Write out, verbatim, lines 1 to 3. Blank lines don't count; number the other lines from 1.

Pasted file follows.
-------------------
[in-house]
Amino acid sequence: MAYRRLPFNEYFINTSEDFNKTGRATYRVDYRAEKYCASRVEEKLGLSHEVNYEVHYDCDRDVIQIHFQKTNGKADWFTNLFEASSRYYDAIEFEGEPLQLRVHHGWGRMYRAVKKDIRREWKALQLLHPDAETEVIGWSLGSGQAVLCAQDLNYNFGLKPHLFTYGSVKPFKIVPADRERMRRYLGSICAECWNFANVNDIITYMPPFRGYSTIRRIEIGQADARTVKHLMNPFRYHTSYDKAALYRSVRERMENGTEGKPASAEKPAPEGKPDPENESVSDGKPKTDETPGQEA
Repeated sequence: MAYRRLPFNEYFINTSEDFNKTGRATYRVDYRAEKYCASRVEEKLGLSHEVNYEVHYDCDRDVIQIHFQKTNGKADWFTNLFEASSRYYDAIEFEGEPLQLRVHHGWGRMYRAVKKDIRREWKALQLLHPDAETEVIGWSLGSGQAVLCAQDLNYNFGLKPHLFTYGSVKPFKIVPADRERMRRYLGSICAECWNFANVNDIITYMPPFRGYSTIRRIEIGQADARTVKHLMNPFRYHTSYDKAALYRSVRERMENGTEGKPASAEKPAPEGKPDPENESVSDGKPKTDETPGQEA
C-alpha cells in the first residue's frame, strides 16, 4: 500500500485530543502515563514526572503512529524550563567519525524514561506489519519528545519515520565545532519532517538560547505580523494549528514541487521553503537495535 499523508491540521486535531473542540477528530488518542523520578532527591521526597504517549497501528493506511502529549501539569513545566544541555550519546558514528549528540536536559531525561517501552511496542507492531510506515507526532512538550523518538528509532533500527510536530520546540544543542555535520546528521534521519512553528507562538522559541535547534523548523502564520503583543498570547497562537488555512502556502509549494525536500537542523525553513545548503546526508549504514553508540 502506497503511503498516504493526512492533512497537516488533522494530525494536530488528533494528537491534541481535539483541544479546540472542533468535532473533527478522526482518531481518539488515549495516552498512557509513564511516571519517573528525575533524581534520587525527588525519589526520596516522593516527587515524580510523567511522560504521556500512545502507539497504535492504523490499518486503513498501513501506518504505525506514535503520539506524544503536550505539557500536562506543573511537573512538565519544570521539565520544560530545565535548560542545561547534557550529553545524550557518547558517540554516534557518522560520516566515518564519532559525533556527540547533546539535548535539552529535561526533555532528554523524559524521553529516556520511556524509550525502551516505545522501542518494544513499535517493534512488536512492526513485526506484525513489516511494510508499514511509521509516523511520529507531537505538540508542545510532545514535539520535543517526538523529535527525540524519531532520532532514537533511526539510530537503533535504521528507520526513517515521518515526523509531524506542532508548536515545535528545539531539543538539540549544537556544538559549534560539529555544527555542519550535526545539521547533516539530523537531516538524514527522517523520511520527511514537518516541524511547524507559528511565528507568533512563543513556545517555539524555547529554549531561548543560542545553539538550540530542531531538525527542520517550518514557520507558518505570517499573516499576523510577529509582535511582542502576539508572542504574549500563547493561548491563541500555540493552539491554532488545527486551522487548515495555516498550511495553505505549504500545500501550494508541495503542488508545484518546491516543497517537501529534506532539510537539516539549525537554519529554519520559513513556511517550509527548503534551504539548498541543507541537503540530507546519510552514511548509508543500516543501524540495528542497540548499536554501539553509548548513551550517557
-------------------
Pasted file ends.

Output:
[in-house]
Amino acid sequence: MAYRRLPFNEYFINTSEDFNKTGRATYRVDYRAEKYCASRVEEKLGLSHEVNYEVHYDCDRDVIQIHFQKTNGKADWFTNLFEASSRYYDAIEFEGEPLQLRVHHGWGRMYRAVKKDIRREWKALQLLHPDAETEVIGWSLGSGQAVLCAQDLNYNFGLKPHLFTYGSVKPFKIVPADRERMRRYLGSICAECWNFANVNDIITYMPPFRGYSTIRRIEIGQADARTVKHLMNPFRYHTSYDKAALYRSVRERMENGTEGKPASAEKPAPEGKPDPENESVSDGKPKTDETPGQEA
Repeated sequence: MAYRRLPFNEYFINTSEDFNKTGRATYRVDYRAEKYCASRVEEKLGLSHEVNYEVHYDCDRDVIQIHFQKTNGKADWFTNLFEASSRYYDAIEFEGEPLQLRVHHGWGRMYRAVKKDIRREWKALQLLHPDAETEVIGWSLGSGQAVLCAQDLNYNFGLKPHLFTYGSVKPFKIVPADRERMRRYLGSICAECWNFANVNDIITYMPPFRGYSTIRRIEIGQADARTVKHLMNPFRYHTSYDKAALYRSVRERMENGTEGKPASAEKPAPEGKPDPENESVSDGKPKTDETPGQEA